Get Started With Virtual Machines
Scenario 1: Host Another Version of Windows, Under Windows Using Virtual PC 2007
If Windows XP floats your boat but you've sailed onward to Vista, an occasion might arise when you need to reverse course and return to the earlier Windows version. The ability to do so is especially handy if you're having trouble getting a favorite XP application to behave in Vista. It's also useful if you want to run even older versions of the OS, such as Windows 2000.
Microsoft's Virtual PC 2007 is the perfect fit for this virtualization scenario. According to Microsoft, the main host operating system versions supported are Windows Vista, Server, and XP Professional (32-bit and 64-bit versions), though I installed the app successfully in Windows XP Home Edition with just a brief warning that it was not supported.
When you launch Virtual PC 2007 for the first time, it displays a console listing your Virtual Machine components (which will be empty at first) and a New Virtual Machine Wizard. Click Next to start the Wizard, and click Next again, thereby choosing the default option to create a virtual machine. The wizard then asks you to confirm the amount of memory and disk space to dedicate to the virtual machine. I accepted the default memory size, but adjusted the amount of space dedicated to the virtual machine's file-based virtual hard disk downward to avoid eating up all of the free space on my host hard disk.
How much memory you devote to your virtual machine will determine how quickly it performs, but remember that any RAM you give to the virtual PC will come at the expense of its host system. If you have 2GB or more memory on your host PC, consider giving a virtual XP machine 512MB, which will ensure reasonably fast performance.
Click the final Next, then Finish, and your virtual machine will appear in the Virtual PC Console. Insert an operating system installation CD and double-click the virtual-machine icon in the Virtual PC console to start the boot process. You may need to select the CD/DVD boot drive in the Virtual PC's CD menu, choose Action, and then press Ctrl-Alt-Del to make the virtual machine boot from its installation CD or DVD. After that, the installation process should proceed just as it would on a non-virtual PC. You can install as many different virtual OSs as your hard-disk space will allow.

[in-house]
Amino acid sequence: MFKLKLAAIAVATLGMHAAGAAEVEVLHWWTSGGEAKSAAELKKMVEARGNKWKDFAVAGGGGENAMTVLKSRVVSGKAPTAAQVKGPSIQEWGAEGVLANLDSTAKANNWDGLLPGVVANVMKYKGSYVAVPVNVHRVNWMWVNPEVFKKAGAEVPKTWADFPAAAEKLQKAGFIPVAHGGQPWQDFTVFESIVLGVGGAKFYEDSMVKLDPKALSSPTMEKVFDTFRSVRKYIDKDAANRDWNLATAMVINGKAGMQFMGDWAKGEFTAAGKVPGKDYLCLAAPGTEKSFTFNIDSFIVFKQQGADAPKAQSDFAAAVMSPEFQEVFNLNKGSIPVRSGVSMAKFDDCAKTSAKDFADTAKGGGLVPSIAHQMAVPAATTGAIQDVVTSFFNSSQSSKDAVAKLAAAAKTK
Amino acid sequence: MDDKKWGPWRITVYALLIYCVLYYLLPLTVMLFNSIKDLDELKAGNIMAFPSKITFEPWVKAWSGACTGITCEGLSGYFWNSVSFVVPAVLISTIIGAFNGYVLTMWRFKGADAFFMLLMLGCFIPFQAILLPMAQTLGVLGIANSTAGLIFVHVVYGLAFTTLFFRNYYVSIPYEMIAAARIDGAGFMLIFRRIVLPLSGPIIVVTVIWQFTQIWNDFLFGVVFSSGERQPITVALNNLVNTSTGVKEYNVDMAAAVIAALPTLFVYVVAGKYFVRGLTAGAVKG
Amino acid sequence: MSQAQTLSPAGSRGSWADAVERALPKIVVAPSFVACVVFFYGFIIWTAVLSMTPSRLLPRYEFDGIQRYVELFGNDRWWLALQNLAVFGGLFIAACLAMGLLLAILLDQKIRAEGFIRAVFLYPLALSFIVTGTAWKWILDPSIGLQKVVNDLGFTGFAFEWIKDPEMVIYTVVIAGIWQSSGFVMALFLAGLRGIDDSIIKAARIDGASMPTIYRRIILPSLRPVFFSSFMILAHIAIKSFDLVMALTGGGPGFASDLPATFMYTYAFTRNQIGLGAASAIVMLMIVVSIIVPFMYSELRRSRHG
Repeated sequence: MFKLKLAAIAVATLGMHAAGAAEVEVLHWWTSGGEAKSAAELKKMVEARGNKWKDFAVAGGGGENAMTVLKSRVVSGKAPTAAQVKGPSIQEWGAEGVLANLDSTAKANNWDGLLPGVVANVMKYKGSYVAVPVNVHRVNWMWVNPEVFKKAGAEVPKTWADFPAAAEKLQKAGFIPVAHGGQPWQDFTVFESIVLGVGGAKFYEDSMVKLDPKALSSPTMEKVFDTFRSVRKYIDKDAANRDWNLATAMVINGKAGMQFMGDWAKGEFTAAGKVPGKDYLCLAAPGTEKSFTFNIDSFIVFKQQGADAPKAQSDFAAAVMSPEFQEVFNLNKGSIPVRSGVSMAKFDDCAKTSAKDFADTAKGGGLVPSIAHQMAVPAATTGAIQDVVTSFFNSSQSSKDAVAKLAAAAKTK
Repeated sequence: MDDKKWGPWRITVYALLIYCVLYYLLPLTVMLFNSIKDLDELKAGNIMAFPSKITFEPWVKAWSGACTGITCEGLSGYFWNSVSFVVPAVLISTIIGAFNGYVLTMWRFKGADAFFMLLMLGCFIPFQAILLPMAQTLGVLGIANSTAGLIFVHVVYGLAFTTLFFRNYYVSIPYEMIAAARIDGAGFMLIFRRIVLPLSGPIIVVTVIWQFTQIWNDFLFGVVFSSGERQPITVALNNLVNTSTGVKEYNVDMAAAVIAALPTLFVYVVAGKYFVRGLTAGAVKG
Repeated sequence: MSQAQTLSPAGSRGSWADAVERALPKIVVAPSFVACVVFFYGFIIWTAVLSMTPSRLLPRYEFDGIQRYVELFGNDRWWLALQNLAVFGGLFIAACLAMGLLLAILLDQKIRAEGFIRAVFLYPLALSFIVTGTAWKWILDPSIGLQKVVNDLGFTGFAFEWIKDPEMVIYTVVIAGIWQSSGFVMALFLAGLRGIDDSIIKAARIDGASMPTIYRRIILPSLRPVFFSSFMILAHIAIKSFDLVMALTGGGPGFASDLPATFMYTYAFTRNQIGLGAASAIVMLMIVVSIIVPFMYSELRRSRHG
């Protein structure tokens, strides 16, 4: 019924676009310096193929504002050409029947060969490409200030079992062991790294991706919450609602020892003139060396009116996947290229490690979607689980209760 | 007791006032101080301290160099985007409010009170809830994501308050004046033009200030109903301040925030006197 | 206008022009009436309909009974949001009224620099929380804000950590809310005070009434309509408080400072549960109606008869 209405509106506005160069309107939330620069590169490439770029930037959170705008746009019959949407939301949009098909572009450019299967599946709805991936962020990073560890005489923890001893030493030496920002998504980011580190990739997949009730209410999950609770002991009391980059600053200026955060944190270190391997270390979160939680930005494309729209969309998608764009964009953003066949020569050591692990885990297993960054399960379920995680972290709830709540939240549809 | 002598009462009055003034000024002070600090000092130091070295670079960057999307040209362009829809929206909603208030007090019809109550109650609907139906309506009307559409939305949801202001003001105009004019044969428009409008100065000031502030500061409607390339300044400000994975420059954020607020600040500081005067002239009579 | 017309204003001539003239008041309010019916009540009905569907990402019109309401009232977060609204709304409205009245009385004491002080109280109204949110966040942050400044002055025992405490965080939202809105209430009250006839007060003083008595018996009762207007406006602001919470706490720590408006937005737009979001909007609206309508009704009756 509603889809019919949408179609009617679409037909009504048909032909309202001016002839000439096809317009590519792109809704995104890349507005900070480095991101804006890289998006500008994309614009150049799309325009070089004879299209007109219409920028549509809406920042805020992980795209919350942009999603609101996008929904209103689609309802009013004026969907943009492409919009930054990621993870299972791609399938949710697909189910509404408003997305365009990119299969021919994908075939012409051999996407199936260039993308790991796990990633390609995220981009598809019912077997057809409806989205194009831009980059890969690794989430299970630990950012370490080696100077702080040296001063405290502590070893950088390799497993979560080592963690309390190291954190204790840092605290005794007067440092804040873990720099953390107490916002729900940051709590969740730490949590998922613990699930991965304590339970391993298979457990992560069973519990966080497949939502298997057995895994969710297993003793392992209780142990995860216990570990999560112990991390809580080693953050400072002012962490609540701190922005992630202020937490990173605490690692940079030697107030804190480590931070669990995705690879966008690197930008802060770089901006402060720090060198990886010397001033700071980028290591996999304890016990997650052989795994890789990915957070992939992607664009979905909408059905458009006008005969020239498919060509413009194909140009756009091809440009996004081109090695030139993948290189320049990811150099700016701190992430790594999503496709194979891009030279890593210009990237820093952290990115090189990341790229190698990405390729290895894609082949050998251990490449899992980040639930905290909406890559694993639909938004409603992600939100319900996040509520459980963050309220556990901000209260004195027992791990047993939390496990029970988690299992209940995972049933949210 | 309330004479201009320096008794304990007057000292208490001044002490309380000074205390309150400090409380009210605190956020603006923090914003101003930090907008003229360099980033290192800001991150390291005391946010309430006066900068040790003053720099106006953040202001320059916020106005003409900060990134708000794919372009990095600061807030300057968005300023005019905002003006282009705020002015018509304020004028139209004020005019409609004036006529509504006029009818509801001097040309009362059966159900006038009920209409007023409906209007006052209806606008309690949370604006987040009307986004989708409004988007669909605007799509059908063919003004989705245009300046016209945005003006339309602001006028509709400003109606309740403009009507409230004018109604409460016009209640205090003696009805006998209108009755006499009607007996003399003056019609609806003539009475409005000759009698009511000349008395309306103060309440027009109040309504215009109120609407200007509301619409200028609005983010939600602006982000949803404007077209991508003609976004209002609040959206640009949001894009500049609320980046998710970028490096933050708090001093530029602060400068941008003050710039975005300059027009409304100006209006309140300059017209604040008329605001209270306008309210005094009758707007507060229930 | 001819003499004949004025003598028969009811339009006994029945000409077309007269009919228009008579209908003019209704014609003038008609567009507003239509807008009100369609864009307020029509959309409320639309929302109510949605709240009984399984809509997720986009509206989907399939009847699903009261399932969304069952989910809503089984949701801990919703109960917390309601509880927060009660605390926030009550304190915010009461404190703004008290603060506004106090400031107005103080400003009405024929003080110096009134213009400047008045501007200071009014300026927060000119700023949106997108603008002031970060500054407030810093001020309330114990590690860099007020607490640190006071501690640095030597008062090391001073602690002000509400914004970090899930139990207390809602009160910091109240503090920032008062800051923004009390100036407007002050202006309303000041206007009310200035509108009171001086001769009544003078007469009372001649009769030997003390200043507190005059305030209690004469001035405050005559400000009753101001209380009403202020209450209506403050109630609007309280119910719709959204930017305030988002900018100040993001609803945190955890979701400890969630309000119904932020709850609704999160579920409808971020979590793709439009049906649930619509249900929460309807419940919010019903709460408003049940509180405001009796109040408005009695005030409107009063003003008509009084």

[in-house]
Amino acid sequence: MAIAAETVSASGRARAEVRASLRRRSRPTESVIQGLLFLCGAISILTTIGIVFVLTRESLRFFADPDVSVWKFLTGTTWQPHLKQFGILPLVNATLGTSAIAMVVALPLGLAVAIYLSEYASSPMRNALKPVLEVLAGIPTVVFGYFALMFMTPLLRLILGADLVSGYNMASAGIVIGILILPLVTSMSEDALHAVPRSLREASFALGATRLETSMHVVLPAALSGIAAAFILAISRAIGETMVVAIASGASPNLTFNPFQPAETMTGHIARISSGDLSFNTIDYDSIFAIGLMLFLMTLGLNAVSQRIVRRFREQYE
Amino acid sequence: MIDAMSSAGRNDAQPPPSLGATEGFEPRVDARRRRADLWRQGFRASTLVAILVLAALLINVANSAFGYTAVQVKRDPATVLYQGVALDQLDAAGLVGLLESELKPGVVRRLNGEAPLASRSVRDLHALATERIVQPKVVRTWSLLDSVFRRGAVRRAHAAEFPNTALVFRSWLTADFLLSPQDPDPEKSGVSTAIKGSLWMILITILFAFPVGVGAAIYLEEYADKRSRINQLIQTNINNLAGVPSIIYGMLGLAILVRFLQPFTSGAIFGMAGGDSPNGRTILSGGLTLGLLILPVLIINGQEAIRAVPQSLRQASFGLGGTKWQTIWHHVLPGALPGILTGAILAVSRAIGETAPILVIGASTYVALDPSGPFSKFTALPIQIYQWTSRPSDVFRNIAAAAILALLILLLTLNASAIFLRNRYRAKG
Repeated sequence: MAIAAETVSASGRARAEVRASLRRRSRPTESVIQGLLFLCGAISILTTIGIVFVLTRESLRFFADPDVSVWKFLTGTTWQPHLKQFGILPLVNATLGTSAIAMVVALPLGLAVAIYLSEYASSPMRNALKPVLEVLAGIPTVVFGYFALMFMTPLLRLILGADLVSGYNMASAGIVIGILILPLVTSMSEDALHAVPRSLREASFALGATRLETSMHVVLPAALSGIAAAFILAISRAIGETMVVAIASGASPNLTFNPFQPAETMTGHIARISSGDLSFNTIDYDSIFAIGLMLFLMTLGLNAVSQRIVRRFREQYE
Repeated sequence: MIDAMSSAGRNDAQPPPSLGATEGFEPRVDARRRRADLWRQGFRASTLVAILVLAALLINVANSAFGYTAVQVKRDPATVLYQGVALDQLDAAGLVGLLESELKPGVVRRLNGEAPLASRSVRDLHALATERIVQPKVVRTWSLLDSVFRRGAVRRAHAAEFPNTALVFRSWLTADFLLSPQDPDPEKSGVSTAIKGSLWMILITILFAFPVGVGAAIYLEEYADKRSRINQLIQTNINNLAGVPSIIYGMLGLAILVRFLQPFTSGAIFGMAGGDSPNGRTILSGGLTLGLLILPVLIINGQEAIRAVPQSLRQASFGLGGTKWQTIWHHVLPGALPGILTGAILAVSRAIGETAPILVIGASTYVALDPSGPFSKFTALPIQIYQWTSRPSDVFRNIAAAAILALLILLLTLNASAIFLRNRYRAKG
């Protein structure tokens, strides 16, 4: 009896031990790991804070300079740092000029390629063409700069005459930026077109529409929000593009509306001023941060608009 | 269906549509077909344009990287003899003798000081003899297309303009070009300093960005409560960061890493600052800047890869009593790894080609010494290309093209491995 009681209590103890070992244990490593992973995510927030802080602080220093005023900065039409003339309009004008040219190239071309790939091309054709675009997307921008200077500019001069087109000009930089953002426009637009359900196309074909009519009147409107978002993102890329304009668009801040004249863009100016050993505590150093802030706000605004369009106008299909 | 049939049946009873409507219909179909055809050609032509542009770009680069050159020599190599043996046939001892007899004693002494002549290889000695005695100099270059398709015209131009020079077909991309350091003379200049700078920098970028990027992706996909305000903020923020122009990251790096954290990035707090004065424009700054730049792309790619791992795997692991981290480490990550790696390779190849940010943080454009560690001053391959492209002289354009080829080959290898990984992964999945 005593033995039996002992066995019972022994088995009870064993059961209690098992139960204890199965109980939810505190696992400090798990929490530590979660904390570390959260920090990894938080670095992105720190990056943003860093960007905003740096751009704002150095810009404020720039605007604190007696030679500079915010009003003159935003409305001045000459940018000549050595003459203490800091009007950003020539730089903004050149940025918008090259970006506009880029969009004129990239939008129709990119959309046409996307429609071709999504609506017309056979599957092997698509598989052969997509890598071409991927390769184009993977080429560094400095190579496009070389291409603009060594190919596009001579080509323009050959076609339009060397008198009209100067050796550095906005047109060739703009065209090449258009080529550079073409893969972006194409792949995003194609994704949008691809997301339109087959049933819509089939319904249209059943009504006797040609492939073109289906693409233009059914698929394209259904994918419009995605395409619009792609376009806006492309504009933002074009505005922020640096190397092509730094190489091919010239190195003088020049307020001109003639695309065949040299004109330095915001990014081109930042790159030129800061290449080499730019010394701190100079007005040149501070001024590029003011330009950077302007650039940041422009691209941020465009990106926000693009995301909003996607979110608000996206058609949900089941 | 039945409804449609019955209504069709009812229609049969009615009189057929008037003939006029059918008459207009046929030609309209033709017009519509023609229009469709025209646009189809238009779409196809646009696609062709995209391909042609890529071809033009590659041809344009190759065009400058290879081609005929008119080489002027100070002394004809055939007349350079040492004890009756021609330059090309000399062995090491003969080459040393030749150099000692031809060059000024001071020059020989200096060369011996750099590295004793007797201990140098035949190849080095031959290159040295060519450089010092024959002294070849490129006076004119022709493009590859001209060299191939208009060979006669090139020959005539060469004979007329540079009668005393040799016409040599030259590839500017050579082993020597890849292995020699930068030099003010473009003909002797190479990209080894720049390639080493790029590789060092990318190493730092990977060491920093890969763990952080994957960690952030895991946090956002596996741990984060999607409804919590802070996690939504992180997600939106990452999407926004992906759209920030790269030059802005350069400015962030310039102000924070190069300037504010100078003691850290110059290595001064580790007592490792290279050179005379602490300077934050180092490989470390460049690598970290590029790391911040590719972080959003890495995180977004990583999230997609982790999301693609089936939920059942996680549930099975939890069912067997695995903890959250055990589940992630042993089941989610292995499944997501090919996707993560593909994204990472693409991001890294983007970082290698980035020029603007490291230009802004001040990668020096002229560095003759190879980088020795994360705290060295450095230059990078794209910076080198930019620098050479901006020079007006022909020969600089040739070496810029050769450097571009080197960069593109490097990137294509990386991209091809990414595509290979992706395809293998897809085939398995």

Virtual PC 2007 is pretty simple to use, because it has only a few options. To boot up an installed virtualized OS, select it in the Virtual PC Console and click Start. To save the current state of the OS (in order to exit Virtual PC or shut down the computer), click on Close, choose Save state from the list of options, and click OK. Clicking the mouse within the virtualized OS window once allows it to "capture," or recognize, the mouse pointer. To release the pointer for use in the host OS, press the right-hand Alt key and drag the mouse out of the Virtual PC window. Choose Action, Full Screen Mode to view the OS in a full screen, and press the right-hand Alt plus Enter to escape to the host OS.
Once your virtual machine is up and running, click Action, Install or Update Virtual Machine Additions in the Virtual PC menu. This will install a variety of tools that allow you to copy and paste text between the virtual machine and the host PC, as well as to send documents back and forth via a shared folder on the host PC.